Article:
Best Herbs for Beginner Gardeners


Grow the herbs you regularly use for cooking.

ADOBE STOCK / Tips

Grow the herbs you regularly use for cooking.

Question

I would like to grow my own herbs for cooking, but I haven’t had any luck with cilantro or basil. Which herbs are best for a beginner gardener?

Concrete troughs provide warm conditions where Mediterranean herbs thrive.

SHERYN DEAN/GROWING UP/Stuff

Concrete troughs provide warm conditions where Mediterranean herbs thrive.

Answer

The best herbs to grow are the ones you actually use.

The vast majority are very hardy plants that grow well in all but the heaviest soils, provided they receive full sun and good drainage.

Thyme, marjoram or oregano, rosemary, parsley, chives and mint are good for starters and are probably the ones most often used in cooking for European and Mediterranean recipes. If you love Asian food, add lemongrass, Thai basil, and cilantro to the list. Cilantro is also essential to Mexican cuisine.

If you have space, a laurel is also useful. They grow into tall trees in the ground but can be kept for many years in a large pot.

READ MORE:
* Growing and caring for herbs in the spring
* How to grow edible herbs in small spaces
* Can I prevent my herbs from going to seed?
* 10 essential kitchen herbs every garden should grow
* 10 tips to help you grow all the herbs you’ll ever need
* Herbs to grow for your favorite global cuisine

Cut the tips of the basil to stop its flowering and prolong the harvest.

Sally Tagg/New Zealand gardener

Cut the tips of the basil to stop its flowering and prolong the harvest.

Try basil and cilantro again. They are easy to grow if you follow these guidelines.

Basil is a real heat lover. Seeds sown outdoors too early in the spring will not germinate reliably as they need a soil temperature of 20°C. Wait until November and transplant a punnet of large-leaved ‘Sweet Genovese’ seedlings to a sunny spot in the garden. Keep them well watered and you’ll have pesto all summer long.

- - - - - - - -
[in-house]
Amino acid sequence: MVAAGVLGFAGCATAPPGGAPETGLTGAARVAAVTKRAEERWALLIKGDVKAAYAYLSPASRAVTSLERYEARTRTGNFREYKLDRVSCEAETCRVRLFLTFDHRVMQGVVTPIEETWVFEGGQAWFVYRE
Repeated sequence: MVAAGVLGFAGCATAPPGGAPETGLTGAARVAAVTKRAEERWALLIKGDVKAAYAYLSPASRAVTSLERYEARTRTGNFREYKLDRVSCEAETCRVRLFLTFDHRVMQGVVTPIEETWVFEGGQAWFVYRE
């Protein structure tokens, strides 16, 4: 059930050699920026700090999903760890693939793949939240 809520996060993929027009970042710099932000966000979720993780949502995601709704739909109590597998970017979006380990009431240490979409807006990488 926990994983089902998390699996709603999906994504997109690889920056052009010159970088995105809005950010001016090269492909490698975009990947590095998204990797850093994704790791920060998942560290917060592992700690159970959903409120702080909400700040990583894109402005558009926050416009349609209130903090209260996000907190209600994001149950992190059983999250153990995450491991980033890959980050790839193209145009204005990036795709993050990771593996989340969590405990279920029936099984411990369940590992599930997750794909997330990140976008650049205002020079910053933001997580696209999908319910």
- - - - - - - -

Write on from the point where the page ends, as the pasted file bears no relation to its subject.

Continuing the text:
Read more: Basil: how to plant, care for and harvest this fragrant herb

The best time to grow cilantro is in the spring and fall when the weather is cooler.  In the summer it flowers and sets seed if it dries out, so plant it in the shade of taller plants and keep it well watered.

PIXABAY/Stuff

The best time to grow cilantro is in the spring and fall when the weather is cooler. In the summer it flowers and sets seed if it dries out, so plant it in the shade of taller plants and keep it well watered.

The trick to growing cilantro is to always grow it from seed sown directly in the garden. Cilantro has a long taproot and does not like to be transplanted. It responds by rushing to flower and produce seed, a process called bolting. Hot, dry weather can also trigger bolting, so keep your plants well watered during the summer months. Cilantro is naturally a short-lived plant (six to eight weeks in summer), so for a continuous supply of tender young leaves you will need to sow seeds every three weeks.

Read more: How to grow cilantro

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